As for his love of fellow-Jews, they tell that when the author of the Sefas Emes[7] started to lead his congregation, Rabbi Abraham was in Ger. This was during the long nights of Shevat (February). When he finished the evening prayer-service, Rabbi Abraham sat down to study. After several hours there came a poor old man, who stretched out on the bench. He rested his head on a part of Rabbi Abraham's clothing and fell asleep. When day broke, they came as usual to the House of Study and found Rabbi Abraham sitting and studying. They asked him mockingly: How suddenly had he turned into an assiduous student who studies all night long? He answered innocently: “What could I do? This old man rested his head on part of my clothing, and I didn't want to awaken him from his sleep, so I was forced to play the part of the assiduous student all night!”

After the author of the Sefas Emes left Ger, some of the talented students journeyed to Rabbi Abraham with a petition to accept the leadership and chair of the Tzaddik. But he put them off by saying, “For what purpose should I accept this leadership role? For the sake of honor? If I travel to Ger, the honor that the Rabbi gives to me there will be enough. For the sake of emoluments from the Hasidim? The Hasidim of Ger are not in the habit of giving emoluments, and I haven't the power to teach them a new way. Is it, then, so that my sons will be rabbis? If you don't want the Sefas Emes's sons as rabbis, you surely won't want mine, and in any case, all this business is not worth it to me.”

From time to time, he would travel from Staszów, where he lived, to the famous Hasidic Tzaddikim of Poland, though he himself was practically born to be a Tzaddik. He also fled from the rabbinical office, and for a long time he did not want to accept for himself an official rabbinical position. But the great Torah-scholars of Poland all knew of his expertise in Torah, and the great Tzaddikim from Kotzk, Ger and Aleksander always accepted him with great honor.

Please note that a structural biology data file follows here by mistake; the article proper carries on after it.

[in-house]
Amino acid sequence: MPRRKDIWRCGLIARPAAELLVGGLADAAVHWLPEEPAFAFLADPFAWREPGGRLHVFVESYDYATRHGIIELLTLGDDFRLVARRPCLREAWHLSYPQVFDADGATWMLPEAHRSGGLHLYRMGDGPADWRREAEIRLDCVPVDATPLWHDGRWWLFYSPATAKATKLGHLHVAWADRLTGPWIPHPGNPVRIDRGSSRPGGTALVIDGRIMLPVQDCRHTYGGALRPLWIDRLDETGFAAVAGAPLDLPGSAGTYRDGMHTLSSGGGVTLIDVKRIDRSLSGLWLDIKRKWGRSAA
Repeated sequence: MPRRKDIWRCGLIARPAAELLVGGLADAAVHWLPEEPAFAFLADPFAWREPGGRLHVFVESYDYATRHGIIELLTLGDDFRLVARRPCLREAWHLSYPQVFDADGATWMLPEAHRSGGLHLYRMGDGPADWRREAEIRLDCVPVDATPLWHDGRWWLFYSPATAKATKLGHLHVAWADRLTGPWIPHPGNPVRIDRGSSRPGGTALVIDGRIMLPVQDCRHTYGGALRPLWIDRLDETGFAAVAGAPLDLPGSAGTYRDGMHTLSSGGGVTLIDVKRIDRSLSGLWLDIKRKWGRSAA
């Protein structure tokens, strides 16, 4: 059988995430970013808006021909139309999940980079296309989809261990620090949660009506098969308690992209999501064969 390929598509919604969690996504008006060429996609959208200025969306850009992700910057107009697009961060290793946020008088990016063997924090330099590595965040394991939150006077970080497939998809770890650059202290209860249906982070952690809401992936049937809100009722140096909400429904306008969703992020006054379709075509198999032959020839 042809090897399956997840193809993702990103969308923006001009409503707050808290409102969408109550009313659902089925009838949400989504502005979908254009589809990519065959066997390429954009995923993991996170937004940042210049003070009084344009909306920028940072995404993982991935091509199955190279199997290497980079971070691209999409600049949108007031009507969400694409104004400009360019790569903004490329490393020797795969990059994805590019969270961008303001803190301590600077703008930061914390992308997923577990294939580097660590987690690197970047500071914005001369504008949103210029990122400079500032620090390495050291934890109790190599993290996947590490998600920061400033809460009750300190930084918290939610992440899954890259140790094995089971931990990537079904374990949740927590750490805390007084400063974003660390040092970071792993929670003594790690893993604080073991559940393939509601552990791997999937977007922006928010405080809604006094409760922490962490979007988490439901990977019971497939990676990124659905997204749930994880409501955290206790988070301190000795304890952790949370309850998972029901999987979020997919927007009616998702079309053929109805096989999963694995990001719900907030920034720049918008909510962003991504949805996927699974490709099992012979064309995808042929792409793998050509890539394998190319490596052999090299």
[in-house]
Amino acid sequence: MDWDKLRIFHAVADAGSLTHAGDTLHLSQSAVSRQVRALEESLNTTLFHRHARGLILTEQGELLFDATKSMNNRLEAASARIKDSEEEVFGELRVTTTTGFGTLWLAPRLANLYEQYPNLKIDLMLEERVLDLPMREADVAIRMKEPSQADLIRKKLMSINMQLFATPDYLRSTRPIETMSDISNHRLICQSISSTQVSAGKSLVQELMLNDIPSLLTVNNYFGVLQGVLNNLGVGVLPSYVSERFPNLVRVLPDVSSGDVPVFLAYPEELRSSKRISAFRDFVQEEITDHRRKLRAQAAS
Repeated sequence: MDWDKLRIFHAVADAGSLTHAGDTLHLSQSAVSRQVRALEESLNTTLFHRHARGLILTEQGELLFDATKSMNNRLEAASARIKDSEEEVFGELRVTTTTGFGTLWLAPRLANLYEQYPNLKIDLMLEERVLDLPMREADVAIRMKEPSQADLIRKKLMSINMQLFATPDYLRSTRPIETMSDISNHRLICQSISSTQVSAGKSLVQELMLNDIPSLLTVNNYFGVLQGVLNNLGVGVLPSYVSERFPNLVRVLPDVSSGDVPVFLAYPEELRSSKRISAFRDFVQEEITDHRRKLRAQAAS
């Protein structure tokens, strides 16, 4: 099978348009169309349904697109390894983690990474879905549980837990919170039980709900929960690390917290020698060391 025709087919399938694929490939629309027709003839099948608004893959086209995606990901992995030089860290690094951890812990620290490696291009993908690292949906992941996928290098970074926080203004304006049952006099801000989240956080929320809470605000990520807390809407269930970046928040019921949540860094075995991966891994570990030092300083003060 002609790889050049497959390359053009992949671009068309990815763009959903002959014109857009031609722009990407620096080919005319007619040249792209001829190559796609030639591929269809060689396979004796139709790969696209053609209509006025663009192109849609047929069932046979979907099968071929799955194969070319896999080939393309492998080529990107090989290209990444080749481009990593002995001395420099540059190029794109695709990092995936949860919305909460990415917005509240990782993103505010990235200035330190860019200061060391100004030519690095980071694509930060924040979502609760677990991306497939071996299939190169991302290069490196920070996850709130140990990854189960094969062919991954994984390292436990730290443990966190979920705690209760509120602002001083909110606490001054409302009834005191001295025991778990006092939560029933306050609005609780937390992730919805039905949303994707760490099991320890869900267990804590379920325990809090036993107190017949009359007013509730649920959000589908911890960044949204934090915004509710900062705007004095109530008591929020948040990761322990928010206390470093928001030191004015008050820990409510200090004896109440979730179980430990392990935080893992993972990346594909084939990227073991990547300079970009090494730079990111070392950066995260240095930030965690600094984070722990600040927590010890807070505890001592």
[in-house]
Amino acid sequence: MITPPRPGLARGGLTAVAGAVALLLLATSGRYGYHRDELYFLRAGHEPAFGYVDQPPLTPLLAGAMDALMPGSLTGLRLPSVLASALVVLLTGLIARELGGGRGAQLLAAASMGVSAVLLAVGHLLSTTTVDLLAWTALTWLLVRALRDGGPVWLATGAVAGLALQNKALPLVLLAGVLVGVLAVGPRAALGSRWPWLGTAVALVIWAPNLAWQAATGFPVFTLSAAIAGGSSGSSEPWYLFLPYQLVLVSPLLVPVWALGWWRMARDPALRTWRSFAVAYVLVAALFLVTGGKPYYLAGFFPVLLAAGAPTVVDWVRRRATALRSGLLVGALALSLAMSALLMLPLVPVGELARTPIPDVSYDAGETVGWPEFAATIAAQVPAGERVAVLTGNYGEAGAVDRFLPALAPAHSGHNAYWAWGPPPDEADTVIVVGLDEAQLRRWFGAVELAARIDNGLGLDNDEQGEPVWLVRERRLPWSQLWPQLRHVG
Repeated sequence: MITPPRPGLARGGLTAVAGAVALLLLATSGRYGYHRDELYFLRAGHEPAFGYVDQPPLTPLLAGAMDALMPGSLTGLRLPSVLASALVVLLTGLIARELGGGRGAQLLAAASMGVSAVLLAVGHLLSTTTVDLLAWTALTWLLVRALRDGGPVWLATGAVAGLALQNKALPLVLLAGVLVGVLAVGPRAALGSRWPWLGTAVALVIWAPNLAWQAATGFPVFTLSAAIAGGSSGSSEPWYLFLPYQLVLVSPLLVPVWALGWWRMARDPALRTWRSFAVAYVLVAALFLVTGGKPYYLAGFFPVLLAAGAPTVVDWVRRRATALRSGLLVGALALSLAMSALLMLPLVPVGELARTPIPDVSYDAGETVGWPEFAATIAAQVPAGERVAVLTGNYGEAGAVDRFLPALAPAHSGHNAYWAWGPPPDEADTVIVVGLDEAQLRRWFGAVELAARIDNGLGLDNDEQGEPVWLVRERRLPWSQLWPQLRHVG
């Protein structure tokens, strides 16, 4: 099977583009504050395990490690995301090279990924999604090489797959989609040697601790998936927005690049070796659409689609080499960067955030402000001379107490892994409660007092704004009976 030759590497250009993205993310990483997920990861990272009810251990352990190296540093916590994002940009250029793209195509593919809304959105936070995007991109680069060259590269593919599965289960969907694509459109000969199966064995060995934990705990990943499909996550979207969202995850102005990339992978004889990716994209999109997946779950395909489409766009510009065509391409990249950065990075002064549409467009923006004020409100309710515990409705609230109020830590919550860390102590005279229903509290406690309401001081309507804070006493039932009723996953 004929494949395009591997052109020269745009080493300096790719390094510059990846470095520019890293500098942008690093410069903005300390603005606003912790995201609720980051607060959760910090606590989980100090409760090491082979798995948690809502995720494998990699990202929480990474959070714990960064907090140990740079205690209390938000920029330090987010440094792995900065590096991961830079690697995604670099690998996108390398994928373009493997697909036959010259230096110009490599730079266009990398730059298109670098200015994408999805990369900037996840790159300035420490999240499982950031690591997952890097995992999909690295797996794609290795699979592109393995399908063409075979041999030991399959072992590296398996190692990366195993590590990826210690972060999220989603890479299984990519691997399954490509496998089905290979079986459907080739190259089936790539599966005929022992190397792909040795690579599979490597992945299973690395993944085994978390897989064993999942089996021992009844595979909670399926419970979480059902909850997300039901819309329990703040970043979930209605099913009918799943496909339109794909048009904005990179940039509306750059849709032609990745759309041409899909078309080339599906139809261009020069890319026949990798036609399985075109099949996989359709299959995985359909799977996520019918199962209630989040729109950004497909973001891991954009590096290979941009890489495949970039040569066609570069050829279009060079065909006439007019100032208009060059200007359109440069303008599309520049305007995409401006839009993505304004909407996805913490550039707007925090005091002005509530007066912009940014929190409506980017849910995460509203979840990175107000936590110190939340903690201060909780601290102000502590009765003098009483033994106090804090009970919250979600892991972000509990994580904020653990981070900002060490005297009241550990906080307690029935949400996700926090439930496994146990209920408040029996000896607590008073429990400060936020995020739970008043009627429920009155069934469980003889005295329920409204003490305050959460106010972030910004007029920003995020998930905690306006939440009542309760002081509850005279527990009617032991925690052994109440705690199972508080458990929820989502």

In Staszów he would be visited by his faithful friends, eminent rabbis and Hasidim renowned in their Torah-learning and piety, and they would pass the time pleasantly with him in words of Torah and Hasidism. He did not receive his rabbinical office in Staszów easily either, and despite his desire he was forced to accept this office and to busy himself in the affairs of the city. His house in Staszów was a gathering-place of the sages. Many came to his door, either with a hard question or a request, either to intellectualize about Torah matters or to have the benefit of advice and assistance. He turned no one away, nor did he humiliate anyone, but he treated everyone with courtesy.

Many of his new insights and sayings in matters of Torah were spoken during the period of his active rabbinate in Staszów. Although he was expert in the Shulḥan Arukh, Oraḥ Ḥayyim and its commentators, able to recite every paragraph and sub-paragraph from oral memory, he did not stand pat, but continued assiduously to study it, without any sense of self-importance. He did not seclude himself in his home, but his regular place of study was the public Beis Midrash. When he visited his rabbinical colleagues in Kotsk, Ger, and Aleksander, he would study there, too, in the local Beis Midrash, and if there was no available seat, he would sit down on the steps of the podium and continue his studying there.